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October 22, 2010

Microarrays Move Closer To The Clinic

Medical Diagnostics: New microarray scanning technology could allow doctors to quickly diagnose disease in the office or the field

Laura Cassiday

BENCH TO BEDSIDE Doctors could use microarrays developed at the University of Utah to diagnose disease Shutterstock
BENCH TO BEDSIDE Doctors could use microarrays developed at the University of Utah to diagnose disease.
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Because microarrays can simultaneously detect multiple molecules from a person's body, they hold great promise for individualized diagnosis and treatment of disease. Yet so far, the lab-on-a-chip has struggled to move out of the lab. Now researchers have developed a new microarray platform that offers fast, cheap, and portable sensing capabilities, opening the door for use in the clinic and field (Anal. Chem., DOI: 10.1021/ac101571b).

The U.S. Food and Drug Administration has approved only a handful of microarray tests for clinical diagnosis. These tests, which cost thousands of dollars, require doctors to send samples to remote laboratories for analysis. This makes them impractical for time-sensitive situations such as suspected heart attacks or bioterrorist strikes, says James Herron, a pharmaceutical chemist at the University of Utah.

So Herron and his colleagues developed a new way to read microarray results called in-plane parallel scanning (IPPS). IPPS uses a grid of channels, called waveguides, embedded within the microarray chip. The waveguides direct light to and from spots on the surface of the chip where assays for proteins reside. By measuring the intensity of light exiting from the waveguides, researchers can determine whether or not a specific molecule is present in a sample. In other microarray setups, an expensive laser must scan the entire array, one spot at a time. With IPPS, the gridded microarrays allow scientists to scan only the exits to the waveguides to collect data on multiple spots at once.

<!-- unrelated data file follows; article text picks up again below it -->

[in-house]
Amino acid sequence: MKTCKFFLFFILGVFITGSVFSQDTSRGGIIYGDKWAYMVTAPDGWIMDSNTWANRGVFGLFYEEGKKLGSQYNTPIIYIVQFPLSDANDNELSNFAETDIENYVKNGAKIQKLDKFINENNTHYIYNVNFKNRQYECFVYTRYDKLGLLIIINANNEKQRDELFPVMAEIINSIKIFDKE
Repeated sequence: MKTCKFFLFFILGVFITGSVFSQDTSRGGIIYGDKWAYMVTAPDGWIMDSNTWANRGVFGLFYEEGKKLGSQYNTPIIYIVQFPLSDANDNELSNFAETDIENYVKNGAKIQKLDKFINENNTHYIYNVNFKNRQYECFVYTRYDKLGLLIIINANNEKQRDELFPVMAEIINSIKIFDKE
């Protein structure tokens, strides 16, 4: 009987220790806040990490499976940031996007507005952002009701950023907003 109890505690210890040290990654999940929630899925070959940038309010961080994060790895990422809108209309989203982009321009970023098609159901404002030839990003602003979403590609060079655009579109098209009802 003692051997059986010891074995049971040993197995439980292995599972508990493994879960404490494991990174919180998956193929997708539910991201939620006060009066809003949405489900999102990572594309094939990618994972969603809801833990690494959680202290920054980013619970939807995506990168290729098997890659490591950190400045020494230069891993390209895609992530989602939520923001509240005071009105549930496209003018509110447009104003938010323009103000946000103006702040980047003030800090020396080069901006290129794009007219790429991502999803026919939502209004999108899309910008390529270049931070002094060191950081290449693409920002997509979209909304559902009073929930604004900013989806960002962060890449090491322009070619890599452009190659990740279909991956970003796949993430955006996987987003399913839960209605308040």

Herron's team tested the ability of IPPS to detect two proteins commonly associated with infections acquired in hospitals. Using a standard fluorescent assay, they successfully detected sub-picomolar levels of interleukin-1β, a human protein involved in immune response and inflammation, and Clostridium difficile toxin A, a harmful bacterial protein.

IPPS is not only sensitive, but also fast. "Because we can monitor molecular interactions in real time, in most cases we get enough data to reach a conclusion within 5 minutes," says Herron. In contrast, with existing systems researchers must wait 12 to 24 hours before scanning. The IPPS platform is also much less expensive than laser scanning: about $1000, according to Herron, compared with at least $100,000 for a confocal laser scanner.

The researchers hope to improve the sensitivity and make the microarray system even smaller than its current 6 x 3 x 3 inches. In addition, Herron's team is developing medically important assays such as one for the early detection of acute myocardial infarction.

Richard Thompson, a biochemist at the University of Maryland School of Medicine, admires Herron's ingenuity, calling IPPS a "clever, credible way" to quickly detect multiple proteins in samples outside of the lab. He adds: "For sure it's a better mousetrap."

GUIDING LIGHT Two sets of channels (shown in red and blue) direct light to and from sample wells to detect biomolecules. Anal. Chem.
GUIDING LIGHT Two sets of channels (shown in red and blue) direct light to and from sample wells to detect biomolecules.
Chemical & Engineering News
ISSN 0009-2347
Copyright © 2011 American Chemical Society
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